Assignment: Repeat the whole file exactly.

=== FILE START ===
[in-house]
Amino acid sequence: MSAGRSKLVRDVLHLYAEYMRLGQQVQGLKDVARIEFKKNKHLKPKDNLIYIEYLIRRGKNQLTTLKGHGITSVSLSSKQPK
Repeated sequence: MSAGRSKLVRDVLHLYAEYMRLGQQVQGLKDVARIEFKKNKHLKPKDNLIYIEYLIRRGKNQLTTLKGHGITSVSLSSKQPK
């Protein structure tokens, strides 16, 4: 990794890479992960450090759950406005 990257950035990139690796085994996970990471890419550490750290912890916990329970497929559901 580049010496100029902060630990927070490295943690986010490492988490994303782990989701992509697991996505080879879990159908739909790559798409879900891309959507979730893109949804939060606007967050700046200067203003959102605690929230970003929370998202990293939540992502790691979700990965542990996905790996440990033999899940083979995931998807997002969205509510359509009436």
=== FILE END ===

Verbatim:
[in-house]
Amino acid sequence: MSAGRSKLVRDVLHLYAEYMRLGQQVQGLKDVARIEFKKNKHLKPKDNLIYIEYLIRRGKNQLTTLKGHGITSVSLSSKQPK
Repeated sequence: MSAGRSKLVRDVLHLYAEYMRLGQQVQGLKDVARIEFKKNKHLKPKDNLIYIEYLIRRGKNQLTTLKGHGITSVSLSSKQPK
């Protein structure tokens, strides 16, 4: 990794890479992960450090759950406005 990257950035990139690796085994996970990471890419550490750290912890916990329970497929559901 580049010496100029902060630990927070490295943690986010490492988490994303782990989701992509697991996505080879879990159908739909790559798409879900891309959507979730893109949804939060606007967050700046200067203003959102605690929230970003929370998202990293939540992502790691979700990965542990996905790996440990033999899940083979995931998807997002969205509510359509009436």